My office has seen a slew of new agents join in the last 6 months. I suspect it’s largely due to the heavy recruitment efforts of my fabulous branch manager – I just don’t believe that there are that many people out there just itching to become a Realtor right now.
This column was originally published on February 15, 2010.
Talking and working with these new agents got me thinking about my own experience in the principles of real estate course just 3 years ago. I remember being told that only 10% of the students are still in the business after 2 years. For my class, that average was spot on (3/32). The biggest failure I see in training agents is a complete lack of practical education. It’s great to spend 4 of your required 40 hours of training learning about metes and bounds (which, to this date, I have still never used), but so many basic skills are completely overlooked. I’m a big supporter of raising the bar (#RTB), so, in no particular order, I’ve put together a short (and, I’m certain, incomplete) list of items that should be required for new agents.
Wanna know why new agents fail? Because they don’t know how to generate new business. It’s all fine and well to make a new agent pay for the course, the test, their dues, their MLS fees, their sentri/supra/multac key charges, their office/desk fees, etc., but when it comes to actually generating business, fuhgeddaboutit! Why are we expecting people to shell out thousands of dollars to become agents, but god forbid we actually teach them how to find business! Teach a man to fish and you feed him for a lifetime, right? New agents NEED to know how to actually generate business! I understand some people take the test without any intent of becoming a Realtor, so for that minority I’d even be willing to see some kind of compromise:
How about creating an optional required add-on course taken after principles of real estate, within 3 months of getting your license? We could include this sort of core business training and call it Realtor 101 (RE101), charge a few hundred dollars additional and give people a better chance to succeed. If I became a barber, I’d need over 800 hours of training to get my license, just to have the right to charge for a haircut! Why do I only need 40 hours training to charge someone for selling their biggest asset?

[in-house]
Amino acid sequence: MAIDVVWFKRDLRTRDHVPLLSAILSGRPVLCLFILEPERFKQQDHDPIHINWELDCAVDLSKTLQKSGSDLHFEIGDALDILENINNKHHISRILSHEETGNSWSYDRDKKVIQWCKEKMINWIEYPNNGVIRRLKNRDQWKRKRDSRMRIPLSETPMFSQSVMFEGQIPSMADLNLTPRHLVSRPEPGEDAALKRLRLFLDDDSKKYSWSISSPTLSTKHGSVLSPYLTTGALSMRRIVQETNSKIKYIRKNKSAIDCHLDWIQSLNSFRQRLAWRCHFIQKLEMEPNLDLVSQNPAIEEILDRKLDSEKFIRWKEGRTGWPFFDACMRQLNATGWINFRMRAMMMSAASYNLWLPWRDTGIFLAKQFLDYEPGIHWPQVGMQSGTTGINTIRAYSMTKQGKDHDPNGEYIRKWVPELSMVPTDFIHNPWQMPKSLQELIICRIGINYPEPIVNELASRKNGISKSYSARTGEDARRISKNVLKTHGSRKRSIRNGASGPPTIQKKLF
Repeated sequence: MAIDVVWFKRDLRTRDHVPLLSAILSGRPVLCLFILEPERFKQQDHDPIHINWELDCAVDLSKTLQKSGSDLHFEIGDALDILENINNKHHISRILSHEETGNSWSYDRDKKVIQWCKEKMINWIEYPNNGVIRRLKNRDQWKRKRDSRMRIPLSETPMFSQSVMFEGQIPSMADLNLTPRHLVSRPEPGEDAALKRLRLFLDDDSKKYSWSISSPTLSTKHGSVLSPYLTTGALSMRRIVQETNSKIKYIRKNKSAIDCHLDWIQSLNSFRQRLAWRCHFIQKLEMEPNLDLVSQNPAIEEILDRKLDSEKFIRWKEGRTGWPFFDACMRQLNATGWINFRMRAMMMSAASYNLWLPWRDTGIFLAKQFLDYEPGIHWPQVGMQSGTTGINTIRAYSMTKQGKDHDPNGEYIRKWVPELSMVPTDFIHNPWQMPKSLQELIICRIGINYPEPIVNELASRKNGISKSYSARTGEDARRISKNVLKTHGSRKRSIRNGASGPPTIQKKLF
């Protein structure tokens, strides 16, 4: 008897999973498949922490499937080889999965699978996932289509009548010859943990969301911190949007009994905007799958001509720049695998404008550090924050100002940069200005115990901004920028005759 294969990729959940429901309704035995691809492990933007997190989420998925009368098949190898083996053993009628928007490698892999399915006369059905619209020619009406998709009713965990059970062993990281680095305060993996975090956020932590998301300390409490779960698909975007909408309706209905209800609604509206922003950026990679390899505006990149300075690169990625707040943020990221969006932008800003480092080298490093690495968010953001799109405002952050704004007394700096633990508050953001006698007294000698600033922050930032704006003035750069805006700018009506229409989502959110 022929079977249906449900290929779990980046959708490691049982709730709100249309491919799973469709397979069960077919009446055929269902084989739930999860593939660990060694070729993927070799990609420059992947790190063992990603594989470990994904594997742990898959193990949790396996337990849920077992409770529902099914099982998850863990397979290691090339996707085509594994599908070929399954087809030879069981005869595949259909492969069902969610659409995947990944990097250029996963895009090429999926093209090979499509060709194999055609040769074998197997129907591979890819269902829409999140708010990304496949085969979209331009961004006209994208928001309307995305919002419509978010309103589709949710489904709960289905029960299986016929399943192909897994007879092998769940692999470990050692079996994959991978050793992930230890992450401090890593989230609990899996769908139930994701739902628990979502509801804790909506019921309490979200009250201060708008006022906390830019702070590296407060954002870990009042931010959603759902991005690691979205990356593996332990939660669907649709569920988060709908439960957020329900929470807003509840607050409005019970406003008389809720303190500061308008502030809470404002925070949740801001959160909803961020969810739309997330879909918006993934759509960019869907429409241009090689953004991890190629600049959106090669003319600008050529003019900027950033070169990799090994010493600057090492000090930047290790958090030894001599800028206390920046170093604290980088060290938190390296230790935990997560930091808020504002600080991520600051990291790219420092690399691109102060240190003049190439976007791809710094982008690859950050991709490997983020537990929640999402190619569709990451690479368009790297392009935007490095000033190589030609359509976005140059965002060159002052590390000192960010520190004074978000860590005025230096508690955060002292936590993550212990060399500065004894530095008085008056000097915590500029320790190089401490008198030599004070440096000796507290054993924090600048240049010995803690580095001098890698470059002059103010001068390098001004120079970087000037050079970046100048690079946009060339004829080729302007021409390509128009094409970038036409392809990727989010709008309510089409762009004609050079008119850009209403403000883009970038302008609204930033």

Current Loan Programs
Teaching the difference between conventional/203k/FHA/VA seems pretty standard right now, but there are so many additional options out there. For instance, many local areas have seen huge support by way of foreclosure purchase assistance programs. While learning every lender’s unique program would be nearly impossible, I think it should be required for new agents to at least learn the federally sponsored programs that are being used locally.
It’s a dis-service to agent and buyer if the agent doesn’t know their clients options. When a buyer learns about a program they could have used after the fact, it makes the agent – and the industry in general – look bad. Regardless of whether or not it’s true, it damages the industry’s attempt at transparency.
Let’s be honest. I don’t think E-Pro is a terribly useful course. The designation is nice on a resume, but I know too many E-Pro certified agents who don’t know how to use their own email. If (some) E-Pro certified agents are not what you could consider “tech-savvy”, where does that leave the minimum standard of knowledge for a wet-behind-the-ears agent?